Since the PID algorithm in nearly all industrial control systems works on input and output signals in percent, the tuning settings depend upon maximums. The flow maximum (Fmax) and level maximum (Lmax) in Equation 1 must be in consistent engineering units (e.g. meters for level and kg/sec for flow). The maximums are the measurement spans for level and flow ranges that start at zero. Most of the published information on process gains does not take into account the effect of measurement scales and valve capacities. The equation for the integrating process gain assumes that there is a linear relationship between the controller output and feed flow that can be achieved by a cascade of level to flow control or a linear installed flow characteristic. If the controller output goes directly to position a nonlinear valve, the equation should be multiplied by the slope at the operating point on the installed characteristic plotted as percent maximum capacity (Fmax) versus percent stroke.
Normally, the denominator of the integrating process gain that is the product of the density (ρ), cross-sectional area (A) and level span (mass holdup in the control range) is so large compared to the flow rate that the rate of change of level is extremely slow. For horizontal tanks or drums and spheres, the cross-sectional area varies with level. In these vessels, the integrating process gain is lowest at the midpoint (e.g. 50% level) and highest at the operating constraints (e.g. low- and high-level alarm and trip points).
Most people in process automation realize that a controller gain increased beyond the point at which oscillations start can cause less decay (less damping) of the oscillation amplitude. If the controller gain is further increased, the oscillations will grow in amplitude (the loop becomes unstable). Consequently, an oscillatory response is addressed by decreasing the controller gain. What most don’t realize is that the opposite correction is more likely needed for integrating processes. Most level loops are tuned with a gain below a lower gain limit. We are familiar with the upper gain limit that causes relatively fast oscillations growing in amplitude. We are not so cognizant of the oscillations with a slow period and slow decay caused by too low of a controller gain. The period and decay gets slower as the controller gain is decreased. In other words, if the user sees these oscillations and thinks they are due to too high a controller gain, he or she may decrease the controller gain, making the oscillations worse (more persistent). In the section on controller tuning, we will see that the product of the controller gain and reset time must be greater than a limit determined by the process gain to prevent these slow oscillations.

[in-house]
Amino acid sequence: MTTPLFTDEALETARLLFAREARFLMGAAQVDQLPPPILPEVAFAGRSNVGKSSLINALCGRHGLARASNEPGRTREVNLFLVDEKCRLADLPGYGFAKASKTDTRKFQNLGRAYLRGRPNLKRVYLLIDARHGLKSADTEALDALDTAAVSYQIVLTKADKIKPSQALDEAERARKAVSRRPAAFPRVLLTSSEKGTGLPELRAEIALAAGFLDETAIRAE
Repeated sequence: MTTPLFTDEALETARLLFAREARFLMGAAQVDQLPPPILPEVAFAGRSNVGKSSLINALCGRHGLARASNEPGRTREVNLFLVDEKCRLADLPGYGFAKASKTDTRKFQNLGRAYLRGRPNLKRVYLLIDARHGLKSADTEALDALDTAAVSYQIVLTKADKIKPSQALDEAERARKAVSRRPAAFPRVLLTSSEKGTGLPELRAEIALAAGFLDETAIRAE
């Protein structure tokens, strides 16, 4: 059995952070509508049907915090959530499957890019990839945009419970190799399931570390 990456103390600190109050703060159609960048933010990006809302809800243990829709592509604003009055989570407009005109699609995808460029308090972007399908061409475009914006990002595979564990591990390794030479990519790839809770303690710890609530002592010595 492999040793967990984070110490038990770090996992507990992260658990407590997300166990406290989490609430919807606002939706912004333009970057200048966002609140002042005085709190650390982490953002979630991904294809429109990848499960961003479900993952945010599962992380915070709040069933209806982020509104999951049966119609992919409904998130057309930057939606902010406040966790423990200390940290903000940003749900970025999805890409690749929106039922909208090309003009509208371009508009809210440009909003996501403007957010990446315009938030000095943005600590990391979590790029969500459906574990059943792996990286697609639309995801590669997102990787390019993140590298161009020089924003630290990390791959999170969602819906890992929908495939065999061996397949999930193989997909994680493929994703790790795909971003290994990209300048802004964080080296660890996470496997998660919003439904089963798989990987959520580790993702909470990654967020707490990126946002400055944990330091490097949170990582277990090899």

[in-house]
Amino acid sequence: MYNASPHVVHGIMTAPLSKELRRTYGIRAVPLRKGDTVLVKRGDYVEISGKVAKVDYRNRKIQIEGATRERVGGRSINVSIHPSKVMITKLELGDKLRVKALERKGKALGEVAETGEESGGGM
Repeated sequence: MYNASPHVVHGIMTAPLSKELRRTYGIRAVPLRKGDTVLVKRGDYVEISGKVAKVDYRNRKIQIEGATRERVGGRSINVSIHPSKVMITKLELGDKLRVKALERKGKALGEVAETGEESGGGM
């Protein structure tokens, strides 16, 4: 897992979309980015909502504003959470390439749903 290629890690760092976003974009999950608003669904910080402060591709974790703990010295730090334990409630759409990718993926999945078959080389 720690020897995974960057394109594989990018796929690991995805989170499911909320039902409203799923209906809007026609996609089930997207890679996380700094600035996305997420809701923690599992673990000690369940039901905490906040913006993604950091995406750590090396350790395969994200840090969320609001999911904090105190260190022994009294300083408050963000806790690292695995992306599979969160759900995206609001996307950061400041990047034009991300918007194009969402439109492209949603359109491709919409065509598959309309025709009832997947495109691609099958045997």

In some applications, exceptionally tight level control, through enforcement of a residence time or a material balance for a unit operation, is needed for best product quality. The quantity and quality of product for continuous reactors and crystallizers depend on residence times. For fed-batch operations, there may be an optimum batch level. The variability in column temperature that is an inference of product concentration in a direct material balance control scheme depends on the tightness of the overhead receiver level control. Since these overhead receivers are often horizontal tanks, a small change in level can represent a huge change in inventory and manipulated reflux flow.